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Comment: Re:You mean... (Score 2) 102

by msauve (#47916705) Attached to: AT&T Proposes Net Neutrality Compromise
It doesn't even do that. QoS on a home router is only going to prioritize the traffic leaving the box. It's all on an equal basis "best effort" from there. So, it only protects you from yourself - you can make outbound Skype continue working when you have a bunch of torrents running. But, the quality of the incoming Skype will still suck - you have no control. The ISPs would like to give you that control (and charge you more for it), but no, that would apparently be evil.

So, the OP was being clueless. Unless QoS is bidirectional (for most types of traffic), and end-to-end, it provides little value.

Comment: Re:You mean... (Score 1) 102

by msauve (#47916605) Attached to: AT&T Proposes Net Neutrality Compromise
If you think that's how it works, you really don't understand QoS, networking, or what the ISPs would like to do. They want to provide QoS within their networks. That would allow better support for things like realtime services (Netflix, VoIP, Pandora, etc.). They can't simply trust users to appropriately mark packets - you'd have some who simply marked everything as high priority.

And exactly how does your hypothetical user control incoming bandwidth with their "home router?"

I have no problem with preferential "fast lanes," as long as they use bandwidth above and beyond a guaranteed baseline (call it a CIR, or SLA rate, or whatever). You don't want to pay to use it, you've lost nothing. Some service provider wants to pay to send preferred traffic to you? It has no impact on your base rate, you've lost nothing (well, perhaps a tiny bit of latency to serialization delay, but no bandwidth). This assumes, of course, that the CPE-ISP link is undersubscribed.

Comment: Re:You mean... (Score 2) 102

by msauve (#47916407) Attached to: AT&T Proposes Net Neutrality Compromise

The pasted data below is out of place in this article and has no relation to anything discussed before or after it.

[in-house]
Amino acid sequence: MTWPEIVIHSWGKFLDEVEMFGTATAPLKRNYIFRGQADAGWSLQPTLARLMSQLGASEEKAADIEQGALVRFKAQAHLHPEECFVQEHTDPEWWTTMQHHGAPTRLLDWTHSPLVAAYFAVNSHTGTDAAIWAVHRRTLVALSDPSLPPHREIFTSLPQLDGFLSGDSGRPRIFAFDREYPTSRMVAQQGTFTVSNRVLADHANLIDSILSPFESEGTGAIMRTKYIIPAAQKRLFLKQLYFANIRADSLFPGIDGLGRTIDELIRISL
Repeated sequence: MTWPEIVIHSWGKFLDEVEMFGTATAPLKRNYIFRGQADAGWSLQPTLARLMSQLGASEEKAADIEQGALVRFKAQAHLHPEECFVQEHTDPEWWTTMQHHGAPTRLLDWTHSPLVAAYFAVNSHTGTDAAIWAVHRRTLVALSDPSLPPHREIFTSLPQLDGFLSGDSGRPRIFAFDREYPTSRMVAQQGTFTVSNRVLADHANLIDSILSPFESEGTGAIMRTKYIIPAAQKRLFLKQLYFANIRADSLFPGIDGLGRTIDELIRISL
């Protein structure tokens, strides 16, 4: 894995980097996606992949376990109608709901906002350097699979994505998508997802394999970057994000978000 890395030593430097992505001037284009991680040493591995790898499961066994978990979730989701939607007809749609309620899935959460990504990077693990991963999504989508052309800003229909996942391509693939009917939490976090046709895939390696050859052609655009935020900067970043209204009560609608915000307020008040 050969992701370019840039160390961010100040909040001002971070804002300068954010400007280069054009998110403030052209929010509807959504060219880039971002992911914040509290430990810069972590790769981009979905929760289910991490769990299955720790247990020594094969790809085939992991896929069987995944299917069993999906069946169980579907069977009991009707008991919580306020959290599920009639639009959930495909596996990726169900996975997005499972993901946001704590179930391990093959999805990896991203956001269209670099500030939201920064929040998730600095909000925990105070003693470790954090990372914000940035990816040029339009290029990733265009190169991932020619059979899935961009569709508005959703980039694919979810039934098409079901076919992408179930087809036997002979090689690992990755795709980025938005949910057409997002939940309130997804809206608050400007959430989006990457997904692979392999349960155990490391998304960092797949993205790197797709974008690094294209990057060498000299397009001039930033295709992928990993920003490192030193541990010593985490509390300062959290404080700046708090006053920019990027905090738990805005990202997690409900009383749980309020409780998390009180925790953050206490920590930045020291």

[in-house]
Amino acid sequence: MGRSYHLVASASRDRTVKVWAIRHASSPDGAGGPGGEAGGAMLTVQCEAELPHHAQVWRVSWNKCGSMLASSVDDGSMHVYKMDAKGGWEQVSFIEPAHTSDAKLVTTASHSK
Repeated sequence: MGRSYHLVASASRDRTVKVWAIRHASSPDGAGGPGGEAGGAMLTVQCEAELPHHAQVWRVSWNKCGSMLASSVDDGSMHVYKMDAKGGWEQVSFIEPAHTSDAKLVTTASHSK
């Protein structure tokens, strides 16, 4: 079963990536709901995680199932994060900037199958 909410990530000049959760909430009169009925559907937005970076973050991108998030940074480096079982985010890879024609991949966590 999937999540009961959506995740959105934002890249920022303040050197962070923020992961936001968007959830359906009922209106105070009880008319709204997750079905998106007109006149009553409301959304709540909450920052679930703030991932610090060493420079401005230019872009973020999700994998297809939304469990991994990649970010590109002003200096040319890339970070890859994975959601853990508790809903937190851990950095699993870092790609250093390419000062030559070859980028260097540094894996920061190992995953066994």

"Isn't QoS supported by most home type routers,"

If you're using a "home type router," my guess is you have no other internal hops. And, your ISP isn't going to pay any attention to how you mark QoS in what you send out.

So, exactly what do you expect that QoS support to do? QoS provides very little benefit unless it is end-to-end.

Comment: Re:" Foley's killers may have thought of him as le (Score 1) 2

by Jeremiah Cornelius (#47913675) Attached to: James Foley Is Not a War Ad

'Zactly. PNAC/Likud false-flag plan to shatter the political status quo of the region. Exacerbate identity-based politics (Zionist "tell") and derive opportunity out of ensured resulting chaos.

Iraq and Syria were the two LEADING states that - for varying reasons - minimized ethnic/identity basis for state integrity, opportunity and use of power. One is shattered using ethnic "Balkanization", and another on the verge. Lebanon became valid and healthy only after settling these internal divisions in a loose compromise. The fingerprint of Shin Bet and Mossad in re-opening these conflicts (with Rafic Hariri assassination, etc.) is evident to anyone who evaluates the evidence without starting from a conclusion.

Don't you see? You play into this hand of manipulation yourself, when you drive postings that pose theological difference and superiority.

Comment: Re:Well, if you're going to push... (Score 3, Interesting) 110

by msauve (#47913433) Attached to: Court Rules the "Google" Trademark Isn't Generic
In my experience, very few people use "Xerox" as a verb. I've much more often heard "make some copies on the Xerox machine" (and less often without the "machine") referring generically to a photocopier.

In any case, bad example, as Xerox still holds their trademark.

Slowly and surely the unix crept up on the Nintendo user ...